Paul (a posse ad esse) has recently posted here about his square foot gardening methods and about his raised beds. I'm glad he did because it really got me thinking about my raised bed efforts. Actually it was several weeks ago when he posted video of his garden bed layout that started me thinking. Raised beds and Square Foot Gardening are becoming very popular and common with garden bloggers. For example, Rhonda's raised bed garden looks great.
It is my experience that almost no one I actually know in person gardens this way. Everyone around me here in Kentucky grows vegetables single file in long rows. So why do those of us who use raised beds do so? I have been gardening this way for nearly twenty years and blogging for three years and I have never talked about why I feel this is a superior way to grow vegetables.
Here is a picture of part of my raised bed garden from this past season:
Before I go on a rant about the benefits of raised beds, let me tell you a little story of how I arrived at raised bed, square foot organic gardening.
When I was a child, my mom had a garden with corn, beans and cabbage. She planted them in long rows and part of my chores was to weed those rows. I found the hoe to be clumsy and I often chopped right through a young been or corn plant. The work was hot and monotonous. I vowed that when I grew up, I would never have a vegetable garden! My mom stopped raising a garden when I was in high school (thank goodness) and gardening for me was all but forgotten.
While I was in college my mom re-married and my new Step-Dad decided to have a garden. He chose to locate it in what used to be a large tobacco field that was tended for us by a neighboring farmer. Since the field was much bigger than he needed, and I would be spending the summer with him and my mom, he approached me about vegetable gardening with him. He also wanted to recognize that I was growing up, so instead of getting me to work on his garden he offered to let me have one half to tend on my own. I don't know why I even entertained the thought, but I agreed. I knew nothing about growing vegetables or even which vegetables would grow in our area. I went to the college library to research it and luckily I happened upon a book about organic gardening with French intensive techniques. It was published by Rodale and outlined how to create raised beds with double-digging and mounding up soil from the paths. It described how to use block planting (what Mel Bartholomew calls Square Foot Gardening), trellises, companion planting, succession planting, using compost and other organic techniques. Wow - this book got me excited!
Summer arrived and it was time to start the garden. My step-dad bought a new fancy tiller to prepare his plot. I used my youthful energy to dig a series of raised beds but only used half of my allotted space. He planted long rows of many different veggies; I planted them in blocks. I got a job cutting grass with a landscape service and brought home bags of grass clippings and bags of straw. With these I set up a series of compost heaps and learned how to create finished compost every three weeks. He used chemical fertilizers and pesticides; I used compost. My step-dad weeded with his big tiller; I pulled weeds by hand until the plant leaves touched and shaded out the weeds.
We had two major problems that both of us faced. The first one was rabbits! This location was far away from the house and rabbits began eating everything, especially the green beans. I'm not sure what my step-dad did to combat them, but I utilized a tip from my Rodale book. My girlfriend (who is now my wife) was a hairdresser at the time so she collected all of the hair clippings that the beauty shop swept up. We brought home bags and bags of the hair and spread it all around and in my part of the garden. The human scent actually kept the rabbits away - especially since there were more veggies lined up on the other end of the field without the human scent! My step-dad's beans were eaten by rabbits; my beans were eaten by us!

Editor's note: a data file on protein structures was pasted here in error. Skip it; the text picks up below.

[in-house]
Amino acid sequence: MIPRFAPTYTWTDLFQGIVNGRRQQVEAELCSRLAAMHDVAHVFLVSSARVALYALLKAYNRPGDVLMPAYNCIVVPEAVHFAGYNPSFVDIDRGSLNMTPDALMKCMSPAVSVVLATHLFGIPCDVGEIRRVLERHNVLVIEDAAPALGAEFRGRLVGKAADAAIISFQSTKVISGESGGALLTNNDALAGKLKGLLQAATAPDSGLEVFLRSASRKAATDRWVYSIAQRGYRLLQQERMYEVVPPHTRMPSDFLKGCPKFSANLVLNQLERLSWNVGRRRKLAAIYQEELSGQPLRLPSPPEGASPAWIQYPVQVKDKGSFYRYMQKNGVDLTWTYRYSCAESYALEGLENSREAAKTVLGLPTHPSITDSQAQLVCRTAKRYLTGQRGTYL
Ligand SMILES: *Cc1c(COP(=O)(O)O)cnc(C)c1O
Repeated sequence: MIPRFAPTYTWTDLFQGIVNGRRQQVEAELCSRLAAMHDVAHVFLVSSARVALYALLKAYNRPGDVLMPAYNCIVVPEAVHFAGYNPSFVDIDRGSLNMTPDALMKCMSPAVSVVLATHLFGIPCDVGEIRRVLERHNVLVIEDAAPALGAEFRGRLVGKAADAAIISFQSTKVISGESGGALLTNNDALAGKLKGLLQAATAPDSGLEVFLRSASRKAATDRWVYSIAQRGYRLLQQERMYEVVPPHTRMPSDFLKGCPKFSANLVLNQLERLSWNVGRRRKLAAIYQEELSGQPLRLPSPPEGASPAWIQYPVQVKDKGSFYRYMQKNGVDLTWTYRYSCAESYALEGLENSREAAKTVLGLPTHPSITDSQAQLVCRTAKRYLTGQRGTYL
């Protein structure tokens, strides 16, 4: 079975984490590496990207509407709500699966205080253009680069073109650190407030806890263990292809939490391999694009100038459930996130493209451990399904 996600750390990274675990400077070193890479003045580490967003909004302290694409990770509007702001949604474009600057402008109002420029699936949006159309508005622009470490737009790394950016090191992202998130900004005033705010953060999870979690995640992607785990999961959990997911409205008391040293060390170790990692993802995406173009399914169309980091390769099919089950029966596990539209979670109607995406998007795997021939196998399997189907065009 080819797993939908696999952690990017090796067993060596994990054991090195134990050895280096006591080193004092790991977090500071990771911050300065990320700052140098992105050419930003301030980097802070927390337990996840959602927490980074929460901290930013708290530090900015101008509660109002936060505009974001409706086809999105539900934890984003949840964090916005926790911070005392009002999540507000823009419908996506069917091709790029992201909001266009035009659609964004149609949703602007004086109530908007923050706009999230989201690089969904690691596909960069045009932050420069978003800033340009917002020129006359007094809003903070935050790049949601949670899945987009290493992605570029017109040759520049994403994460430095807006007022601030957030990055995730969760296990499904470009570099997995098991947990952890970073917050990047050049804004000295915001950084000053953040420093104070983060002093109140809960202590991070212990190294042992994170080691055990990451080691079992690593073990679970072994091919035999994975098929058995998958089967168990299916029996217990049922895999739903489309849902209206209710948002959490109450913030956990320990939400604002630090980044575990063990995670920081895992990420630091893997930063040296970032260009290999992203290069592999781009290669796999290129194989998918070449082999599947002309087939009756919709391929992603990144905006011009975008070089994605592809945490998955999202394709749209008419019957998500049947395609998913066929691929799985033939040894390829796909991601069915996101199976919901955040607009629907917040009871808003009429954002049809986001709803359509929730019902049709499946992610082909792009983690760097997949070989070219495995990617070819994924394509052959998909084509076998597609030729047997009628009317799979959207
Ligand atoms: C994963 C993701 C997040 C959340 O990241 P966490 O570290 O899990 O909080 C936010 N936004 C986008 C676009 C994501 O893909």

The second big problem was watering. He bought a fancy pump and hose system to pump water from the creek; I watered with buckets and jugs. He had the advantage here at first - until the drought hit. The creek completely dried up and so did much of his long rows of veggies. I carried milk jugs of water out and placed them in the middle of the beds as drip irrigation. I repeated this technique two years ago and wrote a post with pictures if you are interested.
Now back to my story, my step-dad's garden took up 3/4 of the field and I had the other 1/4 but my side yielded twice as much produce! Not everything I did that year was a success, but seeing the side-by-side comparison was amazing. I was hooked on gardening from then on. Too bad I was almost finished with college at this point. If I had just been starting, I would have switched my major to horticulture.
That year my raised beds were only mounded soil, similar to this Amish garden that I got to visit this summer (but not as pretty, I'm sure):
Now, I use untreated lumber for most of my raised beds and try to grow as much vertically as possible.
I have even been experimenting with using cinder blocks and making the beds deeper.
Wow, this post has become pretty lengthy and I still didn't adequately describe all of the benefits to gardening this way. Tell you what, I'll do just that in my next post. I have some diagrams to show you as well.
I'd like to hear from you - do you grow vegetables in rows, in blocks or in raised beds? I'm not putting down any of the methods. It is important to garden the way that works for you. Next time I will sow you more what works for me, but what about you - what problems do you see with either method? What kind of success (or failure) have you had?